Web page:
Researchers used a variety of laboratory techniques to look for genetic abnormalities in cancer cells from 124 pediatric patients missing at least one chromosome. The patients included 68 with near haploid ALL and 34 with low hypodiploid ALL. Investigators also checked white blood cells collected when 89 of the 124 patients were in remission. The study included whole-genome sequencing of the entire cancer and normal genomes of 20 patients with near haploid or low hypodiploid subtypes. For another 20 patients, investigators deciphered just DNA involved in protein production. Researchers also screened cancer cells from 117 adult ALL patients, including 11 with the low hypodiploid subtype.
The whole genome sequencing was done in conjunction with the St. Jude Children’s Research Hospital – Washington University Pediatric Cancer Genome Project. The project has sequenced the complete normal and cancer genomes of more than 600 children and adolescents with some of the most aggressive and least understood cancers.
Near haploid ALL was characterized by alterations in six genes and increased activity in key pathways that help regulate cell division and development. Disruption of these pathways, known as Ras and PI3K, has been linked to other cancers. The changes were found in 71 percent of near haploid ALL patients and included deletion of the NF1 gene. The gene had not previously been linked to high-risk leukemia. Other alterations involved the genes NRAS, KRAS, MAPK1, FLT3 and PTPN11.
Low hypodiploid ALL in both adults and children was linked to mutations in the TP53 tumor suppressor gene. The gene was altered in 91 percent of pediatric patients with the ALL subtype and in 10 of the 11 adults with low hypodiploid ALL included in the study. Other common alterations involved RB1, another tumor suppressor gene.
About 38 percent of children with low hypodiploid ALL also carried TP53 abnormalities in non-cancerous blood cells. The mutations included many previously linked to Li-Fraumeni syndrome, which is characterized by changes in TP53.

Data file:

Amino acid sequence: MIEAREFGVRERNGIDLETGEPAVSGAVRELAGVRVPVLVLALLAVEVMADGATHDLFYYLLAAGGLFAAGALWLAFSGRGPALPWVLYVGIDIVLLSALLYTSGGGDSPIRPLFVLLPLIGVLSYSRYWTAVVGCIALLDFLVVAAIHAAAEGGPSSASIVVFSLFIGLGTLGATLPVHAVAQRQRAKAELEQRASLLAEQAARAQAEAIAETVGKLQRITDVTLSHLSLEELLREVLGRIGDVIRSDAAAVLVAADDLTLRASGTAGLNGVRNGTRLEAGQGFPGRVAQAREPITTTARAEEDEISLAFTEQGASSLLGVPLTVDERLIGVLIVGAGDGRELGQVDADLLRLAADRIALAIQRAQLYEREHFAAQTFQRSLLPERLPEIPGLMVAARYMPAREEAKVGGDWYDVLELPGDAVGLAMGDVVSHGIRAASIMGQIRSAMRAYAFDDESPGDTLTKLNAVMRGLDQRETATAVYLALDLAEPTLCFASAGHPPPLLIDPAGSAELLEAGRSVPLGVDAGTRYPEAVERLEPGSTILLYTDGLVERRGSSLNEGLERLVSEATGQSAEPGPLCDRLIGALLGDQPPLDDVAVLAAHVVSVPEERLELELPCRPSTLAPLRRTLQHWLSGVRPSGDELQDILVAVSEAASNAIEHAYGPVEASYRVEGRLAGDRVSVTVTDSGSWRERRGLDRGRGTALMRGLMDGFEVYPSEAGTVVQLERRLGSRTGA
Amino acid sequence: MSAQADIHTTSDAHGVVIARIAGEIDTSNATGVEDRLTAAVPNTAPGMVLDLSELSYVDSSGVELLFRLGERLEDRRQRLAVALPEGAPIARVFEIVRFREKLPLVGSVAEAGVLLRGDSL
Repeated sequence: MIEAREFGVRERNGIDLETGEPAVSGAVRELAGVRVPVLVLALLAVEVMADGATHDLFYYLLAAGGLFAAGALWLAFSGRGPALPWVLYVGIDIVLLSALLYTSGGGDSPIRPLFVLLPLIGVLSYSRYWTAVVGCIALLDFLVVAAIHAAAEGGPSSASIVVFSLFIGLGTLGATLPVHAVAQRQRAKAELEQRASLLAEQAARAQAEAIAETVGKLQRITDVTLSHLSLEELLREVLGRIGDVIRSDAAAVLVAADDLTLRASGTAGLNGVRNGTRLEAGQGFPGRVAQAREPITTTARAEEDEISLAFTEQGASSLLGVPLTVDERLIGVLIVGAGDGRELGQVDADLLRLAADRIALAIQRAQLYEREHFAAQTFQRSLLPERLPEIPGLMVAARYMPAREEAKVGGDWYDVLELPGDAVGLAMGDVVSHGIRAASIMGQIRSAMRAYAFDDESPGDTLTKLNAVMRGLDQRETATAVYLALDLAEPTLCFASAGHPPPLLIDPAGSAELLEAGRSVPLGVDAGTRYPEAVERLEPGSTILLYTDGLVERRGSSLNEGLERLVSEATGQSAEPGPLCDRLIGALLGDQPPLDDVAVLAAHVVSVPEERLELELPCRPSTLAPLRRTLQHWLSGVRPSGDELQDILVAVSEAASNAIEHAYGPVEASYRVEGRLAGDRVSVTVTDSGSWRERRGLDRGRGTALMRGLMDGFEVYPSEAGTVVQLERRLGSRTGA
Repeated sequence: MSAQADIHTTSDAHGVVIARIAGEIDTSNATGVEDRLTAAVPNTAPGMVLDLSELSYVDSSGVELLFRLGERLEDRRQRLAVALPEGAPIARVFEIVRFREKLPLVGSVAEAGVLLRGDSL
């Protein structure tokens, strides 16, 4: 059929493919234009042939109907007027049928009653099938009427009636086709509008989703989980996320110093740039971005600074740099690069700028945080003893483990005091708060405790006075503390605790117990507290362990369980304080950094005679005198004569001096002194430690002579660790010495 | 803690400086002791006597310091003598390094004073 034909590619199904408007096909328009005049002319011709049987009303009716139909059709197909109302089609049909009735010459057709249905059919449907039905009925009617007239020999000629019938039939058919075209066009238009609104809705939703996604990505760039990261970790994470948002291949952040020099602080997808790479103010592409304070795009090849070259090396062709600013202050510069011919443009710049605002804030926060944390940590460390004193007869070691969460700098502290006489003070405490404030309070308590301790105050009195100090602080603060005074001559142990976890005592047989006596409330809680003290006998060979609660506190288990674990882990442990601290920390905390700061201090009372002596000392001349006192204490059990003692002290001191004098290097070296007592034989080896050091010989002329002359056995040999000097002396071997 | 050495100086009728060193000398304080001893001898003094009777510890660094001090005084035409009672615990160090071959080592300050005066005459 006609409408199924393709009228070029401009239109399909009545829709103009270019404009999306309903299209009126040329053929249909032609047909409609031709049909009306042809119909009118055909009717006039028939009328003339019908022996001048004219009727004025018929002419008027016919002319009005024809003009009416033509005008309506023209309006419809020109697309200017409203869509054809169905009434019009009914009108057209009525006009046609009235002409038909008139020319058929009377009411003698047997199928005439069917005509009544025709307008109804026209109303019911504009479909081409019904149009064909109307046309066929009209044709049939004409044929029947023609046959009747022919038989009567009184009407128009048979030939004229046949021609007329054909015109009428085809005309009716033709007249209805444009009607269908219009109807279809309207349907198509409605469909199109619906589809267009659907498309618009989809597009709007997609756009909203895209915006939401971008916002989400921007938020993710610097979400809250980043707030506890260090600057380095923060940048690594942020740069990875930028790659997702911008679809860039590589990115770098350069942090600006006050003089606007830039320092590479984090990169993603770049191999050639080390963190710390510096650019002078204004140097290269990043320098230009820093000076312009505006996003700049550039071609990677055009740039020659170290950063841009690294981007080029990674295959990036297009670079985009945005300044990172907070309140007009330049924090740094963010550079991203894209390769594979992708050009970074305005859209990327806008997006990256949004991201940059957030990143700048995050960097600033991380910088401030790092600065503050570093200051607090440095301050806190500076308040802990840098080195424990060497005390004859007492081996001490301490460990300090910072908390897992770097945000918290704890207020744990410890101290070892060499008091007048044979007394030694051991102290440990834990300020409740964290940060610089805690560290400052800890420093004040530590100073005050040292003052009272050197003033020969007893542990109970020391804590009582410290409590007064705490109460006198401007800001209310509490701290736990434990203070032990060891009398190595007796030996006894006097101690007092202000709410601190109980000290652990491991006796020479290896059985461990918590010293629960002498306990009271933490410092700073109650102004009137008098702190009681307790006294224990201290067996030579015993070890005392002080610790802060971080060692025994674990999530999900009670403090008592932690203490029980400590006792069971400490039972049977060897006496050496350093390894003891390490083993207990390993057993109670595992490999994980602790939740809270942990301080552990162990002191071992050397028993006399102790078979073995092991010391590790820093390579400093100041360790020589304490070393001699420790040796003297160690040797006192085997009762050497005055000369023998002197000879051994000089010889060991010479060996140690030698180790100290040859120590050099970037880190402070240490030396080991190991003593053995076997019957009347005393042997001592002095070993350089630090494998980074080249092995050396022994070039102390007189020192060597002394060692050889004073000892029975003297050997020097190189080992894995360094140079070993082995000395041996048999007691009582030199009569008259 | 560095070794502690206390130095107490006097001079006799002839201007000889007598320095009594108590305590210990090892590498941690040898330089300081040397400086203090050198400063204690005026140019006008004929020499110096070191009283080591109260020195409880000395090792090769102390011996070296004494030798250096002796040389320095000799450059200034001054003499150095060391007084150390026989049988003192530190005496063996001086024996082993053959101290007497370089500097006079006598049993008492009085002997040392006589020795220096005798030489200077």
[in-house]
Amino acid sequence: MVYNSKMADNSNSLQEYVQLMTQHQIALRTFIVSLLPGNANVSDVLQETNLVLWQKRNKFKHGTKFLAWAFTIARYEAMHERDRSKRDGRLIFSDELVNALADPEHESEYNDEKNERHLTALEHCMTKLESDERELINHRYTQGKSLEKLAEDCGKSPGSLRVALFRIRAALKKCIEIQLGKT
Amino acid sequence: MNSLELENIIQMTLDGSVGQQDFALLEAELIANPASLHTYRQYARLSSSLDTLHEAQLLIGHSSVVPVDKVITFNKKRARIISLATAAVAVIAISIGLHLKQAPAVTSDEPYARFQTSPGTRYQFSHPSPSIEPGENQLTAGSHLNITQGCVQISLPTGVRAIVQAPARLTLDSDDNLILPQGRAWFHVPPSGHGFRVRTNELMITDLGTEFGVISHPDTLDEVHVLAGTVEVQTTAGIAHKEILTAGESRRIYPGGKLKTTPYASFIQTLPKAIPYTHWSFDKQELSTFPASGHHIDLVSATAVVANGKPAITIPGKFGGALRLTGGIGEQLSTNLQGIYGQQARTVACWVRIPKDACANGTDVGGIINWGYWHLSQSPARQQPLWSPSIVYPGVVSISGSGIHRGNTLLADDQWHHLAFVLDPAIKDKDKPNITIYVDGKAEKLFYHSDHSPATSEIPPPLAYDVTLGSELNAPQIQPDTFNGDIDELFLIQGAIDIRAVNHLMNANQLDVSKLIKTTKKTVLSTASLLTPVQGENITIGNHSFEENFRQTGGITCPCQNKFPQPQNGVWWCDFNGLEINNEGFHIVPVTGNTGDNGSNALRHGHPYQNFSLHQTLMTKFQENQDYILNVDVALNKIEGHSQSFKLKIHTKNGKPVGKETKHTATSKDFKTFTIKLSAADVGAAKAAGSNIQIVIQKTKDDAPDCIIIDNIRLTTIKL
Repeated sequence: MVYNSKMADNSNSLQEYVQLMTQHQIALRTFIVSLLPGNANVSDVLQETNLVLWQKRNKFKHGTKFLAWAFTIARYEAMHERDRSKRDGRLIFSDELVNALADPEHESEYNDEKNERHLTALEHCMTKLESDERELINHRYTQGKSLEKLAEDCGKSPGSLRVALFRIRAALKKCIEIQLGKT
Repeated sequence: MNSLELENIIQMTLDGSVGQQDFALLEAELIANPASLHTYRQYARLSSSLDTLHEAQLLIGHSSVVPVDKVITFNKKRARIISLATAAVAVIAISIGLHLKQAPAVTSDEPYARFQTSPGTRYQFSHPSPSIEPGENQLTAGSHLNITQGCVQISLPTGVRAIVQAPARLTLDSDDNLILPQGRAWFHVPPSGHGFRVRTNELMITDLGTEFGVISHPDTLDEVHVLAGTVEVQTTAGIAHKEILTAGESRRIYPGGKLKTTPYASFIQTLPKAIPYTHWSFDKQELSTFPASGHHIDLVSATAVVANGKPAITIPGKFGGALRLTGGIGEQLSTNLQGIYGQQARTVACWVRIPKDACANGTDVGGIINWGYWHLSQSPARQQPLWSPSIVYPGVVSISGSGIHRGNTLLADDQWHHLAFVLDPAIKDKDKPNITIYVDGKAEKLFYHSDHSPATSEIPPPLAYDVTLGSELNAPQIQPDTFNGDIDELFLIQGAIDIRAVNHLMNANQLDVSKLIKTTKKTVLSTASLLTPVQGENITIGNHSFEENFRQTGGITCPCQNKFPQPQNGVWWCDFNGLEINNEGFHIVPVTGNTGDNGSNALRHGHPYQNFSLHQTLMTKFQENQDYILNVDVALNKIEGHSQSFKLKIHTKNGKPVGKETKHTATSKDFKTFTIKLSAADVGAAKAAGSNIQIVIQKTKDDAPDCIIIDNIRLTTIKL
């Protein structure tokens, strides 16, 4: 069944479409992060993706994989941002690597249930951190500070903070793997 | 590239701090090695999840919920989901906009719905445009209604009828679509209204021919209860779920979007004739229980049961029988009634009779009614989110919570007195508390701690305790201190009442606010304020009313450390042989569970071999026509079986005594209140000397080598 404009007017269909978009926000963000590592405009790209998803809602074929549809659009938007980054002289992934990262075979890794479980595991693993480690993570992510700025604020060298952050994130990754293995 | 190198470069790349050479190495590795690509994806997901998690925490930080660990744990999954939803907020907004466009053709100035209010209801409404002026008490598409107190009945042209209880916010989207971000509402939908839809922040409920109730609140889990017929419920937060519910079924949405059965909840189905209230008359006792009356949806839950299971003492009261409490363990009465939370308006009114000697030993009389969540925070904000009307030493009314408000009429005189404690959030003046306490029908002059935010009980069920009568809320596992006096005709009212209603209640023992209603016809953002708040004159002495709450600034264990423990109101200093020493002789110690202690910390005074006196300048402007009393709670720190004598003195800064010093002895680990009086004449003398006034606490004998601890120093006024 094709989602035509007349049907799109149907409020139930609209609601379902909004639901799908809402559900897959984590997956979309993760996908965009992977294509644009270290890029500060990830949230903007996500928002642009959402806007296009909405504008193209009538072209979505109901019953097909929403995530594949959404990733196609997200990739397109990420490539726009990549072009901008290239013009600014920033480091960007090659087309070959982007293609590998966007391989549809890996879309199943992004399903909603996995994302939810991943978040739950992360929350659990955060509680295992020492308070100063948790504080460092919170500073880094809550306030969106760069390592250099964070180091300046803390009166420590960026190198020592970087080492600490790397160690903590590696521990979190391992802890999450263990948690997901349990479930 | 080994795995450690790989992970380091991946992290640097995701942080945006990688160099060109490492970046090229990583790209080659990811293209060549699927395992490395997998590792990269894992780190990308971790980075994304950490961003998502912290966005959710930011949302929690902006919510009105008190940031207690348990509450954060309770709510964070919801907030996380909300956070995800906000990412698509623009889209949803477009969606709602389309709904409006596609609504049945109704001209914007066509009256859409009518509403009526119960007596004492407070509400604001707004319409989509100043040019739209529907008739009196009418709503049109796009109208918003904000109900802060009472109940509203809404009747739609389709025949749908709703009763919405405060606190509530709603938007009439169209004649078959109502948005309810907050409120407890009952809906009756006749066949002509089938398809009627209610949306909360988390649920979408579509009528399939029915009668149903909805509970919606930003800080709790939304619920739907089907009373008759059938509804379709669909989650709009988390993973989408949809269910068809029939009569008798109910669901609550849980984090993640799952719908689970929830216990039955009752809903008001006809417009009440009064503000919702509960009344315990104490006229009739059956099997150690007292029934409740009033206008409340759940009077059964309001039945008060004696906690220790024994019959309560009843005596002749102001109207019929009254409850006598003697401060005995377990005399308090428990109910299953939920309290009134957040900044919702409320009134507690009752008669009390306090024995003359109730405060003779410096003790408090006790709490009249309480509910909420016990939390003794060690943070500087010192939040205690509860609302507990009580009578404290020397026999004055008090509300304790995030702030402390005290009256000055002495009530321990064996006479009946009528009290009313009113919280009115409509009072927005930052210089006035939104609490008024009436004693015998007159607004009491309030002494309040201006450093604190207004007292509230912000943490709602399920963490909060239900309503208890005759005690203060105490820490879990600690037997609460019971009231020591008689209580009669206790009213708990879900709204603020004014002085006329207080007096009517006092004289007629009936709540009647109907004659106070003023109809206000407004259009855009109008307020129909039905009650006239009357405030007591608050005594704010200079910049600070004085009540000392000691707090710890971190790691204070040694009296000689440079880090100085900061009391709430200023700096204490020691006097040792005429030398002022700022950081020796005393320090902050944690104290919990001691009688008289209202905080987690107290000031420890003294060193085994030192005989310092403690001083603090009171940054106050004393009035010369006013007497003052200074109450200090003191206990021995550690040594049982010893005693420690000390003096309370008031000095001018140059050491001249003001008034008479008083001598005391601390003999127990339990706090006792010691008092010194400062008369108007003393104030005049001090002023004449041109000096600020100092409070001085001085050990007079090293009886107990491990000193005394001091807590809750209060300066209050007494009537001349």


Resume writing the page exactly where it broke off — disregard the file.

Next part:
Further evidence linking low hypodiploid ALL to Li-Fraumeni syndrome came when researchers found the same TP53 mutation in two generations of the same family. The father was 31 years old when he was found to have a brain tumor associated with Li-Fraumeni syndrome. His son later developed low hypodiploid ALL.
“Identification of children with low-hypodiploid ALL and inherited TP53 mutations could help expand the use of life-saving cancer screening,” said Linda Holmfeldt, Ph.D., a St. Jude postdoctoral fellow. She and Lei Wei, Ph.D., of the St. Jude Department of Computational Biology and formerly of Pathology, are the study’s co-first authors. “Screening helps save lives by finding cancers much earlier when the odds of a cure are greatest,” Holmfeldt said.
Investigators also reported deletions involving Ikaros gene family members that are rare in other ALL patients. The genes play a role in normal immune system development. The IKZF3 gene, also known as AIOLOS, was deleted in 13 percent of near haploid ALL patients. IKZF3 was deleted in nearly 53 percent of patients with low hypodiploid ALL.
Despite such differences, when researchers tested a variety of compounds against cells from both subtypes growing in the laboratory, they found compounds that targeted the PI3K pathway inhibited proliferation. Researchers are testing the effectiveness of these drugs in mouse models.